The Orioles, more affectionately known as the Birds or the O's to the city's serious fans, is Baltimore's Major League Baseball team. Get to know the O's here and learn how to plan a sports-filled trip to Baltimore.
Orioles Game Schedule & Tickets
The O's play ball at Oriole Park at Camden Yards, a natural grass ball park finished in 1992 and named for the original Oriole Park that was lost to fire back in the 1940s. The park was the first of the downtown retro ballparks to be built. Beautiful and scenic Oriole Park is located at 333 West Camden Street, just minutes away from many other exciting destinations, including Baltimore's famous Inner Harbor, great museums, diverse restaurants and exciting night life.
O's tickets can be purchased in advance online with print-at-home ticketing or in person at Oriole Park at Camden Yards. See what O’s game tickets are available and check their schedule to make sure you can catch a home game during your visit.
Tours of Oriole Park are also available and feature a look at the Orioles dugout, the Scoreboard Control Room, the Press Level and the exclusive Suite Level. Private tours can be scheduled for groups of 10 or more.
The History of Orioles Baseball
The city of Baltimore has a rich baseball history and has been home to many baseball teams for more than 125 years. The first record of baseball in Baltimore is from 1882, when Harry Vonderhorst sponsored a Baltimore team in the American Association of baseball clubs. In 1894, the Baltimore Orioles won their first professional baseball championship, and in 1903 the team moved to New York and eventually became today's New York Yankees.
Baltimore's Ties to Babe Ruth
George Herman “Babe” Ruth, Jr. was born in Baltimore, in 1895. When he was only 19 years old, Ruth was recruited by Jack Dunn, the owner and manager of the Baltimore Orioles, then a minor league Red Sox team. When players started referring to him as “Jack’s newest babe,” the nickname stuck. Babe Ruth played with the Orioles for just five months before the Major League Red Sox purchased his contract.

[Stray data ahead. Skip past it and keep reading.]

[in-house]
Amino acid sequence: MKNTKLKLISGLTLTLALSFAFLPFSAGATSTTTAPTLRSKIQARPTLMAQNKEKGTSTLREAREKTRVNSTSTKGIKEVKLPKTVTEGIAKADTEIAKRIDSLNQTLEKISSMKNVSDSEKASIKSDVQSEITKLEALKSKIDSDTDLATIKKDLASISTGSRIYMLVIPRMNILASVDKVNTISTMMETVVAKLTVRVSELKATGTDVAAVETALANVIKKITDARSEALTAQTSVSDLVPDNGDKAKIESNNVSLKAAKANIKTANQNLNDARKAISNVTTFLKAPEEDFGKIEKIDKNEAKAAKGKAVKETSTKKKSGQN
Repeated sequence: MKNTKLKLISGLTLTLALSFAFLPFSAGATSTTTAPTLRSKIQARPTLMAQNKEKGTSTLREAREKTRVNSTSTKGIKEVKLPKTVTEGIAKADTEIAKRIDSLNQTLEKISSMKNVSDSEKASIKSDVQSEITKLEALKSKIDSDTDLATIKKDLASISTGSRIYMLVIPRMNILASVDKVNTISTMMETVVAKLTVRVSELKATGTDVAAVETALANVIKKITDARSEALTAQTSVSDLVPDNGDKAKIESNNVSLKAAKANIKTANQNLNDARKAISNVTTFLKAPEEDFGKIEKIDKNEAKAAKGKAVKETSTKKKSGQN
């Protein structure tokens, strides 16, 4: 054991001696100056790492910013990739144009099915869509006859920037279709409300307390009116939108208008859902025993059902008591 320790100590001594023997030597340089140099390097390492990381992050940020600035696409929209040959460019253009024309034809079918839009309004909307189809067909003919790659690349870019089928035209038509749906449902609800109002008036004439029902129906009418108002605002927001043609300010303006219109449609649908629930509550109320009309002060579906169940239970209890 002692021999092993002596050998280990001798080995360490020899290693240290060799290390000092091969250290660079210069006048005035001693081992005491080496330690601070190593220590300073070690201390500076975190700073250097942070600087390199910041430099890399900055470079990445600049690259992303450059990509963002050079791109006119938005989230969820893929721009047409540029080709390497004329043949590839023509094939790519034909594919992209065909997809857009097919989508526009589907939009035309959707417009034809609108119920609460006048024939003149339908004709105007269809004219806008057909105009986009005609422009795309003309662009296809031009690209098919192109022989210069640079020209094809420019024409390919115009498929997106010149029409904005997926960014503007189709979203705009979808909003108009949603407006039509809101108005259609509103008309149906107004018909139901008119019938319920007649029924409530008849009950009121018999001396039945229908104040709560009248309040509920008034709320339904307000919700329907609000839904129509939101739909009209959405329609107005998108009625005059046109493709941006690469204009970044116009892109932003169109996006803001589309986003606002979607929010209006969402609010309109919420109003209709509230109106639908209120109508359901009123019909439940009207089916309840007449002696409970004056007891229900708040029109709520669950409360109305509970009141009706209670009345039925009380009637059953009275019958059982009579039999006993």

In 1967, Baltimore honored Babe Ruth when the community joined together to prevent Ruth’s historic birthplace from being demolished. No baseball fan can miss a visit to the Babe Ruth Birthplace and Museum – and it’s easy to find: just follow the 60 painted baseballs on the sidewalk to 216 Emory Street, a short walk from Camden Yards, then Camden Station.
Today's Baltimore Orioles
In September 1953, the St. Louis Browns moved to Baltimore after several dismal seasons and a drop in attendance. Renamed the Baltimore Orioles, after the black and orange state bird of Maryland, the team didn't perform much better - but the O's definitely attracted Baltimore baseball fans.
Things began looking up for the Birds in the late 50s, and by 1961, fans were rewarded with seeing Jim Gentile set 11 team records. The Baltimore Orioles finished the season 95-67-1.
Since 1966, the Orioles have won:
- Three World Series Championships (1966, 1970 and 1983)
- Seven American League Pennants (1944, 1966, 1969, 1970, 1971, 1979 and 1983)
- Nine Eastern Division Titles (1969, 1970, 1971, 1973, 1974, 1979, 1983 and 1997, 2014)
Baltimore Orioles Baseball Hall-of-Famers
Luis Aparicio, Roger Bresnahan, Reggie Jackson, Joe Kelley, George Kell, Joe McGinnity, Eddie Murray, Jim Palmer, Robin Roberts, Brooks Robinson, Frank Robinson and Hoyt Wilhelm - all Baltimore Oriole's players - have been inducted into The National Baseball Hall of Fame in Cooperstown, N.Y.
But let's not forget fan-favorite and hometown hero, Cal Ripken,Jr., who also has his own spot in the Cooperstown Hall of Fame. Nicknamed "Iron Man," Calvin Edward Ripken, Jr. played in 2,632 straight games in Major League Baseball. Born in Havre de Grace, Maryland, he spent his entire career with the Baltimore Orioles.
Plan a Trip to See a Baltimore Orioles Game
When you're in town, be sure to catch a Baltimore Orioles baseball game at Oriole Park at Camden Yards.